Veteran commentator Ayaz Memon said the turmoil should not have an impact on the field but important issues would remain up in the air until a new leadership team is put in place.
"It's not just hosting of the IPL but there are broadcast rights and so many other things," he said.
Cricket writer Prem Panicker agreed that the players would be unaffected.
"They will go about their business as usual," he said.
“Captain fantastic” Harry Kane to the rescue as England beat Tunisia at the death
- Harry Kane came to the rescue with two goals, the second a dramatic injury-time winner
- England had started brightly in a blur of passing and movement and could have been two goals up inside the first four minutes
VOLGOGRAD, Russia: Captain Harry Kane came to the rescue with two goals, the second a dramatic injury-time winner, as England began their World Cup Group G campaign with a stuttering 2-1 win over Tunisia on Monday.
Gareth Southgate’s men almost paid a heavy price for missing a slew of first-half chances when Tunisia’s Ferjani Sassi slotted home a softly-awarded penalty 20 minutes before half-time.
And the north Africans were still level as the game went past the 90-minute mark.
But Harry Maguire won a header from a corner and Kane was on hand at the far post to nod in the winner before being mobbed by his ecstatic teammates.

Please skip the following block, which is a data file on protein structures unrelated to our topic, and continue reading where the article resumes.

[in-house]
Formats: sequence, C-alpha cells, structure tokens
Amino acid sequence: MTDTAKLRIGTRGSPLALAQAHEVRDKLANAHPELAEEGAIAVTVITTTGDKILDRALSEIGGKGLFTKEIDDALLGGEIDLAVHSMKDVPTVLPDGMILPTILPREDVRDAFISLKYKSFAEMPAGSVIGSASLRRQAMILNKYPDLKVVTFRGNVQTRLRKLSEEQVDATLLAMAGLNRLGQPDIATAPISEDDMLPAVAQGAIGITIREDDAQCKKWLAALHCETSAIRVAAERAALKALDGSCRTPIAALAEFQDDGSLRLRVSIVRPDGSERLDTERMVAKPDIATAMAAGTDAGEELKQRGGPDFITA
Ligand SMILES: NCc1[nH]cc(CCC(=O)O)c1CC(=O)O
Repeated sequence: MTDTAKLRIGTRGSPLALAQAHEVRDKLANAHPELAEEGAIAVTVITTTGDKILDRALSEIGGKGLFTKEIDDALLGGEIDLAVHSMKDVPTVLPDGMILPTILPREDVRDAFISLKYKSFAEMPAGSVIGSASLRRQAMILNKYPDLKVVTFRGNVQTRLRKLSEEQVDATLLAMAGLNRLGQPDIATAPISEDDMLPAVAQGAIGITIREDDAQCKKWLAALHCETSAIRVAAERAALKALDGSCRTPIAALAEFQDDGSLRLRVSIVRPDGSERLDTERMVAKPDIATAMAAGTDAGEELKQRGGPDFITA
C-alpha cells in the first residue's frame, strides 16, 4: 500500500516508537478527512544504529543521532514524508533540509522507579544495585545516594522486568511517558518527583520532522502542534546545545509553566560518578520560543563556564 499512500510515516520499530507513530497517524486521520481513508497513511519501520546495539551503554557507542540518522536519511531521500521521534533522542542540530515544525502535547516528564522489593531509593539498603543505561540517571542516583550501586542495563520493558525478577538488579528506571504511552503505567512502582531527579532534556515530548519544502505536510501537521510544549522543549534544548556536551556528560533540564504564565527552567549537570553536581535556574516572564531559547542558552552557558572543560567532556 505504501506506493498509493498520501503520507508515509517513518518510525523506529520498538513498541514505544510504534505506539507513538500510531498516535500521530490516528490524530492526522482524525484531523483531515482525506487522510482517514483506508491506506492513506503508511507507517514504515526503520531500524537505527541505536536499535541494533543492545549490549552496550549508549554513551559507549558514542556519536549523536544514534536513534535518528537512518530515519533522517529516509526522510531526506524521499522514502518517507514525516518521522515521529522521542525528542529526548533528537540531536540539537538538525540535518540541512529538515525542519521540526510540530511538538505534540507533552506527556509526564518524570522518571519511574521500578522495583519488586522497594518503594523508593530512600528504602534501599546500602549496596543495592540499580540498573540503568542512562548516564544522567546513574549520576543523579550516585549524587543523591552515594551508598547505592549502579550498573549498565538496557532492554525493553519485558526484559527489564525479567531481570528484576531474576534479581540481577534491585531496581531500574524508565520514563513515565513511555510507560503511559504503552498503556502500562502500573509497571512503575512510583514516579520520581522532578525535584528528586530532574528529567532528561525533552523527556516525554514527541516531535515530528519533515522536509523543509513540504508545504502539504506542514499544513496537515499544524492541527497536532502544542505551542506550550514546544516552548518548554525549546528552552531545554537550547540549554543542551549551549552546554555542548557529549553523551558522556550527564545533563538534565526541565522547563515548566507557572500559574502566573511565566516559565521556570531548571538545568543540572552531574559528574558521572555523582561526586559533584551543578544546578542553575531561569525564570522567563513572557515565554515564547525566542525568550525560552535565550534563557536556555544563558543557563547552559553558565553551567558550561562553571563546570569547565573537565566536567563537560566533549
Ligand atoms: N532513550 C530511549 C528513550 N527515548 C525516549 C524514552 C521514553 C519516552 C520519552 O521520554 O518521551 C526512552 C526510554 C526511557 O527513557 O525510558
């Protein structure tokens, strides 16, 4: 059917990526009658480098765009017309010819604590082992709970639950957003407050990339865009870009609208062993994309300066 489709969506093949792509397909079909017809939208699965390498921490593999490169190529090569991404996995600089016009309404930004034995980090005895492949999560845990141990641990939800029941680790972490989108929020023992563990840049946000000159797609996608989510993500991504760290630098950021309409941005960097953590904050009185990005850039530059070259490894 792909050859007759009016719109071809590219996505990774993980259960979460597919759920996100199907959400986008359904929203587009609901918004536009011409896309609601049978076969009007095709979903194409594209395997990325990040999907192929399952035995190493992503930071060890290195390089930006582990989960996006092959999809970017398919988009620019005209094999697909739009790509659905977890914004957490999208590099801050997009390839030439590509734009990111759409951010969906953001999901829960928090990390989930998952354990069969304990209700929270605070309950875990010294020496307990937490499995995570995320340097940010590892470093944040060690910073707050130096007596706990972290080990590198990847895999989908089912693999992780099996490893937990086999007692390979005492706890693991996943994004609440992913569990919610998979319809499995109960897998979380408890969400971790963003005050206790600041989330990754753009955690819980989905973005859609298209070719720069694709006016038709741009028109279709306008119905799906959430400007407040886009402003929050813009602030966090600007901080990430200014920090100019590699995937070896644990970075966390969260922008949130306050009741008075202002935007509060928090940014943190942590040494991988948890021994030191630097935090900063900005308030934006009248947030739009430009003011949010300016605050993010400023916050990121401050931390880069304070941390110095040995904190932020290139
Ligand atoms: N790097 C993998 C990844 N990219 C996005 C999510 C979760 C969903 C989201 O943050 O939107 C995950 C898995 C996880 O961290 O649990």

“I’m so proud of the lads,” Kane said. “They kept going, kept going to the last second.
“I am absolutely buzzing, everyone on the staff is. It shows good character to get the job done.”
England had started brightly in a blur of passing and movement and could have been two goals up inside the first four minutes.
First Jordan Henderson’s lofted first-time pass released Dele Alli and when the ball eventually broke to Jesse Lingard he saw his shot from six yards saved by the outstretched left boot of Mouez Hassen in the Tunisia goal.
Kane had been kept quiet in the opening salvos but he exploded into action in the 11th minute when he cut inside from the left and saw his shot from the edge of the box deflected wide for a corner.
Ashley Young delivered the set piece for John Stones to rise highest and meet with a powerful header. Hassen saved acrobatically but Kane was on hand to tap home the rebound with his right foot and open his World Cup account.
Hassen, who had injured his left shoulder making an earlier save, could not continue and left the field in tears as he was replaced in goal by Farouk Ben Mustapha.
England continued to press and were made to pay for not converting a succession of chances when they conceded a soft penalty.
Kyle Walker swung a lazy arm across Fakhreddine Ben Youssef who fell as if poleaxed and Colombian referee Wilmar Roldan pointed to the spot, with his decision being upheld by the VAR.
Ferjani Sassi took one step and fired home confidently past the hitherto unemployed Jordan Pickford and Tunisia who had been outplayed for the first half-hour were somehow level 10 minutes before half-time.
Still there was time for Lingard to come close again twice, first from a goalbound shot and then a dink over the keeper which agonizingly struck the post.
Alli too hit the woodwork with a header and England went into half-time wondering how they had not sealed victory already.
England still enjoyed the lion’s share of possession but could not find the same zip and penetration they had enjoyed at the start of the first half.
The ineffective Sterling gave way to Marcus Rashford with just over 20 minutes to go and the Manchester United man almost fashioned a chance straight away with a jinking run into the box.